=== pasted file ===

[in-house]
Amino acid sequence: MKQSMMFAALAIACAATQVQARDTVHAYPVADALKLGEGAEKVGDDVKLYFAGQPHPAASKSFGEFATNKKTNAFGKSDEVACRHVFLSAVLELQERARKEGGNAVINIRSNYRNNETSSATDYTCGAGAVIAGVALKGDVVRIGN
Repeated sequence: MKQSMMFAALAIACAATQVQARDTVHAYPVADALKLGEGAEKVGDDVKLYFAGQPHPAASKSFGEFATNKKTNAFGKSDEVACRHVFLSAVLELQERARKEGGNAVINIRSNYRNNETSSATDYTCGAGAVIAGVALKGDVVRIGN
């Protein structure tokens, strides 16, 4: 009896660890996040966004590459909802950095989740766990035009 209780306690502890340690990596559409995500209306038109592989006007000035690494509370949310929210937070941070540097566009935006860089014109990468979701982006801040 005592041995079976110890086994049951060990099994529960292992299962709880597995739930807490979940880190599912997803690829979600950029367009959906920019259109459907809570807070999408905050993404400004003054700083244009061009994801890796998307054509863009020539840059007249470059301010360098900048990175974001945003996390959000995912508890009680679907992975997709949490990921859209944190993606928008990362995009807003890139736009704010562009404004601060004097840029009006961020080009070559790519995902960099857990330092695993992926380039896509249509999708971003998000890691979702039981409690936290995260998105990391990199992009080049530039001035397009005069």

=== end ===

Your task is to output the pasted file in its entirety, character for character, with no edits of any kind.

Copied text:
[in-house]
Amino acid sequence: MKQSMMFAALAIACAATQVQARDTVHAYPVADALKLGEGAEKVGDDVKLYFAGQPHPAASKSFGEFATNKKTNAFGKSDEVACRHVFLSAVLELQERARKEGGNAVINIRSNYRNNETSSATDYTCGAGAVIAGVALKGDVVRIGN
Repeated sequence: MKQSMMFAALAIACAATQVQARDTVHAYPVADALKLGEGAEKVGDDVKLYFAGQPHPAASKSFGEFATNKKTNAFGKSDEVACRHVFLSAVLELQERARKEGGNAVINIRSNYRNNETSSATDYTCGAGAVIAGVALKGDVVRIGN
């Protein structure tokens, strides 16, 4: 009896660890996040966004590459909802950095989740766990035009 209780306690502890340690990596559409995500209306038109592989006007000035690494509370949310929210937070941070540097566009935006860089014109990468979701982006801040 005592041995079976110890086994049951060990099994529960292992299962709880597995739930807490979940880190599912997803690829979600950029367009959906920019259109459907809570807070999408905050993404400004003054700083244009061009994801890796998307054509863009020539840059007249470059301010360098900048990175974001945003996390959000995912508890009680679907992975997709949490990921859209944190993606928008990362995009807003890139736009704010562009404004601060004097840029009006961020080009070559790519995902960099857990330092695993992926380039896509249509999708971003998000890691979702039981409690936290995260998105990391990199992009080049530039001035397009005069």